What is it about a slightly past middle aged, somewhat overweight, balding white guy that got me the "Treatment"? How long will it be till you or I get randomly selected for a free cavity search?

Since I was on the "secure side" of the security sector I wonder what kind of threatment I would have gotten if I had said no to the pat-down? Bet it would have not been cordial. Then again, it's not like you can say no when you are there to pick up your child is it?

I've been flying commercial 30+ years but it's getting to be rather an overly intrusive hassel. From my window on the world there is not a thing I can do to change it back to the friendlier skies of the past.

S-

White Horseradish
November 28, 2004, 11:59 AM
i) questions are not asked about the HIV status of a prisoner being booked in;

ii) Charing Cross Police Station's cells do not have wooden benches;OMG! He got the benches wrong! Well, that just totally ruins a man's credibility.

That's just silly nitpicking.

iii) "public order breach of the peace" is not an offence - the area was not in public (so no public order), and a breach of the peace allows Police to detain someone for the next Court if the breach is ongoing, or likely to restart if the person is released. That does not appear to be the case here, and so one would imagine if what he says is true, a payout for false imprisonment will be forthcoming.

iv) all of the custody area is on CCTV, so if the serious allegations that this person has made - assault by the constable, the constable swearing at him - will be on tape and the solicitor would already have a copy; That may well be. Or, the tape could be blank. At any rate, the main thing wrong with this occurrence is that he was detained for a penknife. You are not mentioning that at all. Do you think that actually makes sense?

As for the whole issue with regards to stops and searches under the Terrorism Act, well thats one of the consequences of having had bombs going off for the past thirty-five years. I'm sure penknives and sticks are integral components of those bombs...

agricola
November 28, 2004, 12:43 PM
white horseradish,

Those who lie about little things are usually lying about the greater picture as well. also, there is a difference between the copy of the tape provided to the solicitors (which will be just the record of the interview) and the CCTV tape of the custody area. if what he alleges happened, it will be on the CCTV.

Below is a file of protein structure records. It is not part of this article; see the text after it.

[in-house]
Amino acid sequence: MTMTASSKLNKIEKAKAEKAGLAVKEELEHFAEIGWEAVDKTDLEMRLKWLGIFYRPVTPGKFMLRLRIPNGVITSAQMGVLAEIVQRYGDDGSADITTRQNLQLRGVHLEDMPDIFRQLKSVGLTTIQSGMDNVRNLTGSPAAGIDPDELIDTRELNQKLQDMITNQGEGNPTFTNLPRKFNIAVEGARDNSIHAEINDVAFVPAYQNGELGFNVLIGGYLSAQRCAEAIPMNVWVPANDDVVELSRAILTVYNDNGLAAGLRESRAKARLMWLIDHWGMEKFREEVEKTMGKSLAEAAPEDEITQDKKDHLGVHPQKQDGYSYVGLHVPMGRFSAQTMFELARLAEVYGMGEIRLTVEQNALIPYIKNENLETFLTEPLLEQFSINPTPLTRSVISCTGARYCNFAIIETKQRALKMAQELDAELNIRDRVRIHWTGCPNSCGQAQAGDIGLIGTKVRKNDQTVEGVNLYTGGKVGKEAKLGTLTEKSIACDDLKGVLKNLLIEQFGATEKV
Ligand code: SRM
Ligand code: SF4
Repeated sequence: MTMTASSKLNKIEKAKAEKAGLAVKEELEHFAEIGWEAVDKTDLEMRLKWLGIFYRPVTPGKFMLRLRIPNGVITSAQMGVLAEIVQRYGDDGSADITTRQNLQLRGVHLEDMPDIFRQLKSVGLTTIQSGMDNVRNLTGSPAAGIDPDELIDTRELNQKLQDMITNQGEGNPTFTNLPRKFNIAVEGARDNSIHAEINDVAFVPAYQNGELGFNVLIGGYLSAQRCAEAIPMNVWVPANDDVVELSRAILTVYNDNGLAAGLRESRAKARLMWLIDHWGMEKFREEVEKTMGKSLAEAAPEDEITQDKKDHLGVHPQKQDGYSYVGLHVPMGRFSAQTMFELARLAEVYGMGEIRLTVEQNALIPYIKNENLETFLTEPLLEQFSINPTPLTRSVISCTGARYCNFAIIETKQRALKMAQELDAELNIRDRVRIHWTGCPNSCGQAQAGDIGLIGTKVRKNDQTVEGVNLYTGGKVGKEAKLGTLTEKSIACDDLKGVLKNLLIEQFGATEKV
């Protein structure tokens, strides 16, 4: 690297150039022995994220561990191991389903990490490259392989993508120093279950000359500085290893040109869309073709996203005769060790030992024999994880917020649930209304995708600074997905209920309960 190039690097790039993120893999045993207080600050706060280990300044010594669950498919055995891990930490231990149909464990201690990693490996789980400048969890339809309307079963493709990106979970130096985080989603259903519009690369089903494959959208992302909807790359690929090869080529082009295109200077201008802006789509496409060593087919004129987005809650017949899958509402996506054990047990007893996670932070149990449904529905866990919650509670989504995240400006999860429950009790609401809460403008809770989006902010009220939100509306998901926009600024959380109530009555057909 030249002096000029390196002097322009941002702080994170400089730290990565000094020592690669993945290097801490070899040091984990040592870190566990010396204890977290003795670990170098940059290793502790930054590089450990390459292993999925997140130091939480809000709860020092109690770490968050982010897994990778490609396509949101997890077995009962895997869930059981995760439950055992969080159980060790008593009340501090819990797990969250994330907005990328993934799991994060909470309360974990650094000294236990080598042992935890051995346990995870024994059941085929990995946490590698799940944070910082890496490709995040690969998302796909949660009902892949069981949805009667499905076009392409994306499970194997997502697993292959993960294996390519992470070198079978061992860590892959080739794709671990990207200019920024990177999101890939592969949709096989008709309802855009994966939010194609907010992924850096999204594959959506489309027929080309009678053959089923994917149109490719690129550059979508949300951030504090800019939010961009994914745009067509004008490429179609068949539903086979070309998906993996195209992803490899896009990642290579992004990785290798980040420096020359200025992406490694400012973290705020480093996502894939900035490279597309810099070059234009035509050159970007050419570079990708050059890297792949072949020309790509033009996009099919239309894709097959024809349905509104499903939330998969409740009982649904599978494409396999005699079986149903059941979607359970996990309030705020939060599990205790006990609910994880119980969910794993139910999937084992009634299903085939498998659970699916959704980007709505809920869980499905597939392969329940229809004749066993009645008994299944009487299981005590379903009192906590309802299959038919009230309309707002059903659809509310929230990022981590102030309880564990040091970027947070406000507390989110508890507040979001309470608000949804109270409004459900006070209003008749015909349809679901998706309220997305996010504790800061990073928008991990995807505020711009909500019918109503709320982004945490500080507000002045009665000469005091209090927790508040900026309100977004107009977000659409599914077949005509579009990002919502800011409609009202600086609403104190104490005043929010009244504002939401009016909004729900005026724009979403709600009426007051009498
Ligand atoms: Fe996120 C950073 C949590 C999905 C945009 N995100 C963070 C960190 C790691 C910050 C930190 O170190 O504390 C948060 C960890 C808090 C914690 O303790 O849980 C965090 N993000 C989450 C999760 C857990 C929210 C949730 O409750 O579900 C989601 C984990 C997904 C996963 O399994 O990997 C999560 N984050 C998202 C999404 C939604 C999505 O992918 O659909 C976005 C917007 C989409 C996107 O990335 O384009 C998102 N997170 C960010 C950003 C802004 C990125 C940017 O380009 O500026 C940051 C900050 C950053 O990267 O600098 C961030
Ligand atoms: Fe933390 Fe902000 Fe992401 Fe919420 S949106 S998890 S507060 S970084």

I used to work at Charing Cross Police Station and I know many of the officers that work there; that story does not ring true at all to me.

Further to that, he was not detained for the possession of a penknife - he was detained for it having a lockable blade, and for possession of the collapsible baton. as oneshooter says, the population of the UK chose how are laws are framed (after all, this is a democracy), so its up to us and is none of your concern, frankly.

as for "stops under the Terrorism Act", I can think of at least three occasions where such stops have led to the discovery of IRA cells on their way to kill a great deal of people.

cpileri
November 28, 2004, 01:14 PM
A point was raised that the British have got it the way they want it.

Comparing them to our situation here int he USA, I have to doubt it.

I feel very much like we have had the TSA and all the new insecurity measures shoved down our throats. Of course, since birds of a feather flock together; there may well be a mojority of Americans who DO approve of the new police-state measures. But I haven't met too many.

So the folks in England may also be coerced into compliance.

Coerced is a very appropriately used: the threat of everything from missing a flight, to arrest, the expense and humiliation of trial, etc- that's a complicated way of FORCING compliance, friends!

I like to think the average Brit still values freedom as well.

C-

HankB
November 28, 2004, 01:21 PM
As a person that has lived an honest life I have never been patted down in my 50+ previous years on this planet . . . What gives? What is it about a slightly past middle aged, somewhat overweight, balding white guy that got me the "Treatment"? When a slightly past middle aged, somewhat overweight, balding white guy is being given the treatment it's probably so that onlookers like Hamid, Saddam, Mohammed, and Osama will be reassured to know that TSA is not practicing profiling. Thank your for your contribution to political correctness.

Telperion
November 28, 2004, 01:28 PM
Victorinox Multi-tools do not have locking blades.

as oneshooter says, the population of the UK chose how are laws are framed (after all, this is a democracy), so its up to us and is none of your concern, frankly.So in return, what are you doing slumming in a US gun forum then, old chap? I'm waiting for the day that agricola can provide a moral or deontological justification for his country's laws that prohibit people from carrying sticks. But I won't wait too long...

Hawkmoon
November 28, 2004, 01:37 PM
What's so horrible about a locking blade on a penknife? I have a Gerber folder that I carry with me all the time. It's not a switchblade, it's not even a "flickblade" (if there is such a term) -- if >I want the blade open, I take out the knife in one hand and use the other hand to open it. It locks open -- the better to prevent "Mr. Manual Dexterity" from amputating a digit. This now fits some sort of terrorist profile?